Taxis bring a violin to a gun fight with Uber

Today Swan Taxis “fired the first salvo” in the fight against Uber in this article which was part resume, part press release.  But from a business model and strategy perspective, Swan Taxis who have an amazing 90% market share are not even bringing a knife to the gun fight with Uber. They are bringing a violin hoping for sympathy from a public which has long been tired of the inefficient model. And the reason the model is broken is not Swan Taxis, the Government, drivers or even the passive plate investors. It is the industry legacy. Because legacy is the enemy of good strategy.

Drivers

For many years drivers have faced verbal & physical abuse, complaints about availability, cleanliness and their ability to navigate to even the most prominent locations. Yet most drivers live on the poverty line and lease the taxi from plate owners, having to pay fixed fees of around $1,500 per month or in other states a split of revenue.

What they can do?

The drivers have a strong incentive to buy a car, move to Uber and avoid the Government legislated fees.

Plate owners

taxi queue

Taxi Queue

The middlemen in the industry buy taxi plates and lease them to drivers. They have invested into a Government legislated scheme, and expect a return on that investment. The second hand cost of taxi plates on the grey market has increased from $217k in 2008 to $294k in 2015 offering a return around 5%. Because plate owners see the taxi as a passive investment, and drivers see it as a low paying job, there is little incentive for either party to give the customer what they need; clean, well maintained taxis. When Garrett Camp and Travis Kalanick founded Uber in May 2010 it was because they were stranded and couldn’t find a taxi, a regular problem in San Francisco. They recognised a major need could be solved by finding a way to get users from A to B with the least overhead and most direct connection to user rated, willing drivers.

What can they do?

The plate owners can lobby the government to legislate (further) against Uber. Unfortunately this is likely not in the customers best interests and the high prices paid for a taxi is partly to blame for the high fees paid to plate owners. Despite the high number of adverts for investors wanting taxi plates and a restricted government regime, it seems unlikely that plate owners won’t ultimately suffer losses with the continued global rise of Uber.

 

Government

The Government uses regulated taxis to fill the gaps within the public transport system and provide revenue. Of the approximate 1,200 private plates with an estimated value of $294k each, and a total value of circa $352m the Government can not afford to buy back all plates. However because it has created a Government protected investment, there is an expectation from investors that they will be protected by legislation from Uber. Today there are 502 rideshares listed in WA on the classified website Gumtree. The law states that it is illegal to charge a passenger without a taxi licence and these rideshares are often awful close to that law from a technical perspective.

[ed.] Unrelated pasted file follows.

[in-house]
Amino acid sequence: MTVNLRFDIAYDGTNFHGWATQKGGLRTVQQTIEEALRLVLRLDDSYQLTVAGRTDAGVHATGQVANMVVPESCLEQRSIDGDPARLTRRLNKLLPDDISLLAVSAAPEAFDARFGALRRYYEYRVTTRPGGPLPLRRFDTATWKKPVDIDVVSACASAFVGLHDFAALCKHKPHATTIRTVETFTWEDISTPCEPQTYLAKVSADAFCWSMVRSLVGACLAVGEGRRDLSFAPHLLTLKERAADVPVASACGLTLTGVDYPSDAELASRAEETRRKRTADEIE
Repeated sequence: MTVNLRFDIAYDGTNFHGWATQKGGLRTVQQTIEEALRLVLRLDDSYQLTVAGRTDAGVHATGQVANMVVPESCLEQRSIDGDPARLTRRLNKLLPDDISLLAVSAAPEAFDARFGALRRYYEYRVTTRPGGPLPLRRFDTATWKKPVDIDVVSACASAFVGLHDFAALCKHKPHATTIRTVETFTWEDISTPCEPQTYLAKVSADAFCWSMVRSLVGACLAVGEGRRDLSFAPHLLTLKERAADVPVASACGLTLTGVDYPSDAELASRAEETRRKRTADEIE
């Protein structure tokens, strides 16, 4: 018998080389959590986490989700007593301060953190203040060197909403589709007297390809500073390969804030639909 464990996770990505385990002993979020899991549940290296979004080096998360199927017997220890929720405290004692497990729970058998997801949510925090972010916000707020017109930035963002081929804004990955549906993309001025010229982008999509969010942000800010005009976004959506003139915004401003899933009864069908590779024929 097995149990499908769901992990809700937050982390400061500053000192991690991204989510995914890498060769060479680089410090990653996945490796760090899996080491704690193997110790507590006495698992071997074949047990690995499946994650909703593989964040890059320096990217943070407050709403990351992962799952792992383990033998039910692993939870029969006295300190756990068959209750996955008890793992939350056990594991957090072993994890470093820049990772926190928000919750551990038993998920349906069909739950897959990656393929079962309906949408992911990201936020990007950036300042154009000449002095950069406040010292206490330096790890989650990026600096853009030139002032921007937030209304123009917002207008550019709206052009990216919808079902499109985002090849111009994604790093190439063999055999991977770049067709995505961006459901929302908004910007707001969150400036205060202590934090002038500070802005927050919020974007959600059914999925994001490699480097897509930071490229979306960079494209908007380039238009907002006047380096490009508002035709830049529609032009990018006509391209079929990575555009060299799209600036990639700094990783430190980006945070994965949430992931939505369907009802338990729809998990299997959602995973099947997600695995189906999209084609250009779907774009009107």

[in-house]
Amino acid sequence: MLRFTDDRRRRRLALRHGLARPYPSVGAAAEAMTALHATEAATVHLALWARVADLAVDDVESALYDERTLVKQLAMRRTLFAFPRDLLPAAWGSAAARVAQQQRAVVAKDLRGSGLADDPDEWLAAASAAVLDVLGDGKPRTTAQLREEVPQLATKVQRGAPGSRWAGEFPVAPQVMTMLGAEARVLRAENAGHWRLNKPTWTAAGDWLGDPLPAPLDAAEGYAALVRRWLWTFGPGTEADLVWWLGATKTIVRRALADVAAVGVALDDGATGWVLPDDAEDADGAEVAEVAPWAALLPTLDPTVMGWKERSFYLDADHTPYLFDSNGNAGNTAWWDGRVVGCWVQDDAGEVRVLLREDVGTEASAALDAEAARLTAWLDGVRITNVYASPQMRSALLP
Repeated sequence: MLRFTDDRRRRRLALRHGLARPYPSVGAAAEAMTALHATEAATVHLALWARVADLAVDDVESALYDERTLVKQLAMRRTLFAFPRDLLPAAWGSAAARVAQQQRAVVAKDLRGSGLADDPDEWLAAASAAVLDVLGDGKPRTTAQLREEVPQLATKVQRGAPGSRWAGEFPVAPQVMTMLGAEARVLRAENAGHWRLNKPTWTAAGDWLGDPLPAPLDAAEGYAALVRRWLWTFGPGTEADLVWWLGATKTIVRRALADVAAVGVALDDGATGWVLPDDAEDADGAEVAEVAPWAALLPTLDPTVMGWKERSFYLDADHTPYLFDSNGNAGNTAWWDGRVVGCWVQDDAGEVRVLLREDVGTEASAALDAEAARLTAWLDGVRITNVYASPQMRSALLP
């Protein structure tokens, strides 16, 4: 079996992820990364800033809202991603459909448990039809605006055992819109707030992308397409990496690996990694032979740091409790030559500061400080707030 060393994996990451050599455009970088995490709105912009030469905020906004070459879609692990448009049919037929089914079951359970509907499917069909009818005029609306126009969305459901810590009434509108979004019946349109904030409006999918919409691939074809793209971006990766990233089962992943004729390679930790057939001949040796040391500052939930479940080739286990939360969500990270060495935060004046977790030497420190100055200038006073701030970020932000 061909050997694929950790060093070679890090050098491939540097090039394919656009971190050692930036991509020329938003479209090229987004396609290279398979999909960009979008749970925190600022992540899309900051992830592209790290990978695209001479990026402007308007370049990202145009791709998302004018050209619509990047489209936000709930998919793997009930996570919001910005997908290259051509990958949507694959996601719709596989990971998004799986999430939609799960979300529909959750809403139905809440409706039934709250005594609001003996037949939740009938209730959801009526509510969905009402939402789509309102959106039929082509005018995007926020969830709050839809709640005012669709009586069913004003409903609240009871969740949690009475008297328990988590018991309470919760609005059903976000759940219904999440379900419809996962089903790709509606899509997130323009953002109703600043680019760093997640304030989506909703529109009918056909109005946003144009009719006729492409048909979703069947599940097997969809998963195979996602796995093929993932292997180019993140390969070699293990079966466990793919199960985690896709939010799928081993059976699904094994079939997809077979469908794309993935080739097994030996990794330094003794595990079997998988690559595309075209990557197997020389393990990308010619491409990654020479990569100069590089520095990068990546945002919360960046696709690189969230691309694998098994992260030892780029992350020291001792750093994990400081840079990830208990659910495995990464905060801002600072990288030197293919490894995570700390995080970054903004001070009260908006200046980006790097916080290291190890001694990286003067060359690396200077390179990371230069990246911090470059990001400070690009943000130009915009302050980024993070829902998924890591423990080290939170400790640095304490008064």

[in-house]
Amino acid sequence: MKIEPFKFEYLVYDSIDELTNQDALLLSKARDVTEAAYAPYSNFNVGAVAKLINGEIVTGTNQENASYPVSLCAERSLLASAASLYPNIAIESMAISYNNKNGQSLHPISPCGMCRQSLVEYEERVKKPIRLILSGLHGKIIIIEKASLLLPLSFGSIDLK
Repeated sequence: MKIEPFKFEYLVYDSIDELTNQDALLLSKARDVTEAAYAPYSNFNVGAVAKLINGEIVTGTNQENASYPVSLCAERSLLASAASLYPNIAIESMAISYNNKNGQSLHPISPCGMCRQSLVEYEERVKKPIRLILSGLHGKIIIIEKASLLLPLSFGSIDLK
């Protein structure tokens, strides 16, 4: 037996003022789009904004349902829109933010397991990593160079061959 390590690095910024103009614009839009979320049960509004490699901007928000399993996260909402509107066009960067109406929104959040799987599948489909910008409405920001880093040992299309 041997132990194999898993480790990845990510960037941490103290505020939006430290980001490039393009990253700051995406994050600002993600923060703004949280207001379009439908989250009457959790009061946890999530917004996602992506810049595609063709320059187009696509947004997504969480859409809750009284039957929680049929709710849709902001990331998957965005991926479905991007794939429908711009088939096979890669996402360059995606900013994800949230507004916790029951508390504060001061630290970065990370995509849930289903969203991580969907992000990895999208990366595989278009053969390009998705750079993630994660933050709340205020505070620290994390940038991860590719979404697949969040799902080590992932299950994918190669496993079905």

What can they do?

It seems unlikely the Government will be able to prevent the growth of Uber and similar ride sharing companies. The success as mentioned earlier is simply because it meets the need of the client within a broken model. As they can’t afford to reimburse licence holders it is most likely they will allow market forces to devalue the price of grey market taxi plates as less people use the service. Unfortunately this means taxi drivers will earn even less and significant numbers of investors will lost their money.

Swan Taxis

Finding themselves in the unfortunate position of defending a legacy industry with the new kid on the block offering fast response, clean cars, user rated drivers and UberX fares approximately half the cost, Swan Taxis have very little option but to defend the status quo. They are married to the middlemen (plate owners) and obtain their value from the system remaining as it is. Their current tactic is effectively technology (a new “sleeker, sexier” app) and they are fighting a Silicon Valley tech company with $5.9 Billion in its war chest and a $48 Billion valuation. The other tactic they are using? Selling uniforms are the Vic Park depot to try and encourage the 50% of drivers who don’t wear a uniform. Sometimes indeed truth is stranger than fiction.

The problem is they are fighting using tactics when Uber has a killer strategy.

What can they do?

Even if the new app turns out better than Uber’s and they are able to get 100% of taxi drivers to wear a uniform, cars are clean, drivers are friendly and they actually arrive within a reasonable time (10 minutes), UberX is still half the price. The reality of todays economy is that every company is now a tech company. The only question is who in the industry will use tech best to win by giving the customer what they need. Uber are a tech company who operate an app. Swan Taxis are a transport logistics company. The core competencies are vastly different and the Uber strategy and core competencies simply aligns better with the customers need. The only chance I can see that Swan Taxis can retain at least 50% of their market share is to immediately and dramatically change who they are. This must include divorcing plates holders to bring pricing closer to Uber’s, and removing all components of the business which do not directly add value to the customer.

It’s not impossible, but the legacy of the taxi industry makes it highly unlikely that the incumbent monopoly player will innovate its way with a new strategy to beat Uber. This is because legacy is the enemy of  a good strategy and the taxi industry has a bloated, dysfunctional legacy which hasn’t given the customer what they need in a long time.

 

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